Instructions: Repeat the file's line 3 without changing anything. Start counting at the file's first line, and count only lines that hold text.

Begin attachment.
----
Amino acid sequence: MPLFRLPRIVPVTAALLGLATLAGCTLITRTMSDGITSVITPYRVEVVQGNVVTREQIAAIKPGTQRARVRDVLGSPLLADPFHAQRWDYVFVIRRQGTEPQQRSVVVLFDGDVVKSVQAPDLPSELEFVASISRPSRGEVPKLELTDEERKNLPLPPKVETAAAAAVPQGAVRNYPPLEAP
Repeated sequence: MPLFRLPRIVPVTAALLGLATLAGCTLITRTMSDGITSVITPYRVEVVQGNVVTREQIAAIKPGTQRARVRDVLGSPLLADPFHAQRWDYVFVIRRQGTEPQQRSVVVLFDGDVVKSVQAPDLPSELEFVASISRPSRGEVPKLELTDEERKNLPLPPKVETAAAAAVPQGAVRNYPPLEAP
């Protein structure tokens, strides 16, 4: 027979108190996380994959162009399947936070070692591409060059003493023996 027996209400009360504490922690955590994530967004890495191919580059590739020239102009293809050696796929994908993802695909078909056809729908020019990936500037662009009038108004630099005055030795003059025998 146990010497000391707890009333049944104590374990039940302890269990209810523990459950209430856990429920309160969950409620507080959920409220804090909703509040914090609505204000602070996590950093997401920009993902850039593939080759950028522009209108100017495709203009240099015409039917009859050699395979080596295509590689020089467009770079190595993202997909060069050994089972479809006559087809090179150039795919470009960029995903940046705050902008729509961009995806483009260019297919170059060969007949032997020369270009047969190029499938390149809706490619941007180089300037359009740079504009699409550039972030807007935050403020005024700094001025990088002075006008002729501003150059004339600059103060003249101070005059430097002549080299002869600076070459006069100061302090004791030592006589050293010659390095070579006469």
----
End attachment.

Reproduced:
């Protein structure tokens, strides 16, 4: 027979108190996380994959162009399947936070070692591409060059003493023996 027996209400009360504490922690955590994530967004890495191919580059590739020239102009293809050696796929994908993802695909078909056809729908020019990936500037662009009038108004630099005055030795003059025998 146990010497000391707890009333049944104590374990039940302890269990209810523990459950209430856990429920309160969950409620507080959920409220804090909703509040914090609505204000602070996590950093997401920009993902850039593939080759950028522009209108100017495709203009240099015409039917009859050699395979080596295509590689020089467009770079190595993202997909060069050994089972479809006559087809090179150039795919470009960029995903940046705050902008729509961009995806483009260019297919170059060969007949032997020369270009047969190029499938390149809706490619941007180089300037359009740079504009699409550039972030807007935050403020005024700094001025990088002075006008002729501003150059004339600059103060003249101070005059430097002549080299002869600076070459006069100061302090004791030592006589050293010659390095070579006469």